FIELD OF THE INVENTION
- BACKGROUND OF THE INVENTION
The present invention generally relates to printing systems. More particularly, the present invention relates to a consumable item such as an ink tank for an external printing device such as an inkjet printer, wherein the consumable item and the external printing device are configured to transfer information between one another using radio frequency.
Conventional printing devices include one or more consumable items that may be replaced once fully consumed during the printing operations. By way of example, inkjet printing is a conventional technique by which printing is normally accomplished without contact between the printing apparatus and the substrate, or medium, on which the desired print characters are deposited. Conventional inkjet printing devices such as a fax, printer, photo printer, all-in-one device, plotter, or any other device incorporating inkjet printing technology typically include one or more consumable items such as ink tanks in which ink is stored and ink printheads in which ink is dispensed. In one embodiment of the inkjet printing device, the ink tank and printhead are generally placed within a movable print carriage of the inkjet device. In another embodiment, the ink tank is fixedly connected to the inkjet device while the printhead is connected to the movable print carriage. In still another embodiment of the inkjet printing device, both the printhead and ink tank are combined into single unit print cartridge connected to a movable carriage.
It is desirable to transmit and/or receive information and/or control signals between the consumable item and the printing device. For example, it may be desirable to transmit the brand of the ink tank, type of ink (e.g., color, viscosity, etc.), and amount of ink from the ink tank to the inkjet printer to ensure the ink tank is compatible with the inkjet printer. In addition, such information allows the printer to know what type of ink is in each tank in order to operate properly and/or optimally. With such information, the printer may adjust settings to account for the ink's properties. Further, the ink tank may receive control signals from the printer in order to dispense or receive ink at the appropriate times.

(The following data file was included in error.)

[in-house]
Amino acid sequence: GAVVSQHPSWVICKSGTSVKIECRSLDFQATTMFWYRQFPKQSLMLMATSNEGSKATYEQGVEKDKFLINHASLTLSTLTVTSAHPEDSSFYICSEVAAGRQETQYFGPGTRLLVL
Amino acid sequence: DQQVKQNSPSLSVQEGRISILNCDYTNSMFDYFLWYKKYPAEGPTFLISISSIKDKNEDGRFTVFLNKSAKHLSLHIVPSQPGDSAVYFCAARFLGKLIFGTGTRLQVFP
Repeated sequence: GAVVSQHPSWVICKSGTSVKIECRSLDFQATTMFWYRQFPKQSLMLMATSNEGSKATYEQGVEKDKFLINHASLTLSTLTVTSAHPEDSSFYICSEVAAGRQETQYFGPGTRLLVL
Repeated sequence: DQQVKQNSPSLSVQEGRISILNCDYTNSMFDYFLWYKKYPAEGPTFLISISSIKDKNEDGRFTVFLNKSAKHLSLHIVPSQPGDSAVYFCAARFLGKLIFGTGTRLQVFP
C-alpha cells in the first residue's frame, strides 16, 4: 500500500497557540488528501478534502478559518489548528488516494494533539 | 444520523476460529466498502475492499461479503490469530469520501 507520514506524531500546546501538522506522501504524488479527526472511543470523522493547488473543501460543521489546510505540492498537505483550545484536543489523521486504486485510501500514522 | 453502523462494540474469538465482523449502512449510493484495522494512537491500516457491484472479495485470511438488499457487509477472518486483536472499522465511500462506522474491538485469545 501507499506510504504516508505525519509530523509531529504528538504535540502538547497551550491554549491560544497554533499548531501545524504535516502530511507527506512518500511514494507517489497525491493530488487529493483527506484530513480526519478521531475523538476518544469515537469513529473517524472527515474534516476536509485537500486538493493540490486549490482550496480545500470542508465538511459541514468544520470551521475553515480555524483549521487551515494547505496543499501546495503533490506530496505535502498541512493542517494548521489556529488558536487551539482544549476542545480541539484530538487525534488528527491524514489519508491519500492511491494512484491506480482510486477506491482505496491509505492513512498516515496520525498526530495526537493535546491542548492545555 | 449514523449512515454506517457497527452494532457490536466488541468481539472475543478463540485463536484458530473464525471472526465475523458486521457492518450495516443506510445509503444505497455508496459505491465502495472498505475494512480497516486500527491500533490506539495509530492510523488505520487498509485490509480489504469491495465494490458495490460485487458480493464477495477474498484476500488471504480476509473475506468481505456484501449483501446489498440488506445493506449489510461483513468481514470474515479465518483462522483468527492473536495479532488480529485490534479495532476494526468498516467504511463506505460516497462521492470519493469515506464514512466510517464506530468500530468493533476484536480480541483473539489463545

Typically, such information and control signal transmission has been accomplished through a hard wire and/or contact connection between the consumable and the printer. Such connections generally were problematic. For example, when the consumable is replaced, the electrical connections did not always reconnect completely and/or correctly, thus providing for incomplete electrical connections. Incomplete electrical connections would either cause the system to fail or provide incorrect data transfer. In addition, the hard-wired connections tended to restrict and get in the way of the movement of a carriage if the consumable is mounted to the carriage of the printer.
- SUMMARY OF THE INVENTION
Accordingly, there is a need for a consumable item for a printing device capable of using radio frequency.
Accordingly, the present invention is intended to address and obviate problems and shortcomings and otherwise improve previous information links between consumable items and printing devices.
One exemplary embodiment of the present invention is an ink tank for an inkjet printing device. The ink tank includes a housing configured to connect to the inkjet printing device. The ink tank housing has a plurality of faces and a reservoir for containing ink disposed within it. In addition, the ink tank includes a RF linking device positioned along one of the largest faces of the faces.
Another exemplary embodiment of the present invention is a system for exchanging information between a consumable item and a printing device. The printing device includes a housing and a RF linking device disposed along the printing device housing. The consumable item is detachably connected to the printing device and includes a second RF linking device positioned along a substantially vertical face of the item.
BRIEF DESCRIPTION OF THE DRAWINGS
An exemplary method of the present invention includes a method of linking a consumable item with a printer using RF. The method includes providing a consumable item for a printer and placing a RFID tag having an antenna along a face of the consumable item such that the area of the antenna is maximized.